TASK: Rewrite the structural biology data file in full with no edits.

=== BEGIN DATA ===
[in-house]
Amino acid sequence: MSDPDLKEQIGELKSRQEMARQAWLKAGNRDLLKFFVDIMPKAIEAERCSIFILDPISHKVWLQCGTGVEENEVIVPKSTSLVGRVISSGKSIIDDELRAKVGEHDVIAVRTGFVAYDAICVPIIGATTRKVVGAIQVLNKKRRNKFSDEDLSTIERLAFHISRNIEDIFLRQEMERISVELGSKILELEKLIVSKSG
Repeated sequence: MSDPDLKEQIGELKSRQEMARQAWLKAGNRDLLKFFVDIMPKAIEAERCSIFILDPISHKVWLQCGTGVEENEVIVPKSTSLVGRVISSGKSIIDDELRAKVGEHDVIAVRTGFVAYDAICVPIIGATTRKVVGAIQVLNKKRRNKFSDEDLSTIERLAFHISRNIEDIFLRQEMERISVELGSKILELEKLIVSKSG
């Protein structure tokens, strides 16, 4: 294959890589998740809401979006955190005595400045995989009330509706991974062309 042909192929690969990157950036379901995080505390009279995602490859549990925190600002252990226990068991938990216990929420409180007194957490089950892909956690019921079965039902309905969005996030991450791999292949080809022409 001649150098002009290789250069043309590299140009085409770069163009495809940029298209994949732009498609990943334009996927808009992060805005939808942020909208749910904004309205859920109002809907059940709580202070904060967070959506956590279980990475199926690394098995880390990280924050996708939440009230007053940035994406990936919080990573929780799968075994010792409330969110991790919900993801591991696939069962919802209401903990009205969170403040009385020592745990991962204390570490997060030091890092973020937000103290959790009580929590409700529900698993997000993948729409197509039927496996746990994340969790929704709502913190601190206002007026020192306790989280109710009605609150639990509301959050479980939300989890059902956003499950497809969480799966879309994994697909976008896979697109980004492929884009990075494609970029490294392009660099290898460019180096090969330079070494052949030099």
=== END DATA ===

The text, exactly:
[in-house]
Amino acid sequence: MSDPDLKEQIGELKSRQEMARQAWLKAGNRDLLKFFVDIMPKAIEAERCSIFILDPISHKVWLQCGTGVEENEVIVPKSTSLVGRVISSGKSIIDDELRAKVGEHDVIAVRTGFVAYDAICVPIIGATTRKVVGAIQVLNKKRRNKFSDEDLSTIERLAFHISRNIEDIFLRQEMERISVELGSKILELEKLIVSKSG
Repeated sequence: MSDPDLKEQIGELKSRQEMARQAWLKAGNRDLLKFFVDIMPKAIEAERCSIFILDPISHKVWLQCGTGVEENEVIVPKSTSLVGRVISSGKSIIDDELRAKVGEHDVIAVRTGFVAYDAICVPIIGATTRKVVGAIQVLNKKRRNKFSDEDLSTIERLAFHISRNIEDIFLRQEMERISVELGSKILELEKLIVSKSG
């Protein structure tokens, strides 16, 4: 294959890589998740809401979006955190005595400045995989009330509706991974062309 042909192929690969990157950036379901995080505390009279995602490859549990925190600002252990226990068991938990216990929420409180007194957490089950892909956690019921079965039902309905969005996030991450791999292949080809022409 001649150098002009290789250069043309590299140009085409770069163009495809940029298209994949732009498609990943334009996927808009992060805005939808942020909208749910904004309205859920109002809907059940709580202070904060967070959506956590279980990475199926690394098995880390990280924050996708939440009230007053940035994406990936919080990573929780799968075994010792409330969110991790919900993801591991696939069962919802209401903990009205969170403040009385020592745990991962204390570490997060030091890092973020937000103290959790009580929590409700529900698993997000993948729409197509039927496996746990994340969790929704709502913190601190206002007026020192306790989280109710009605609150639990509301959050479980939300989890059902956003499950497809969480799966879309994994697909976008896979697109980004492929884009990075494609970029490294392009660099290898460019180096090969330079070494052949030099």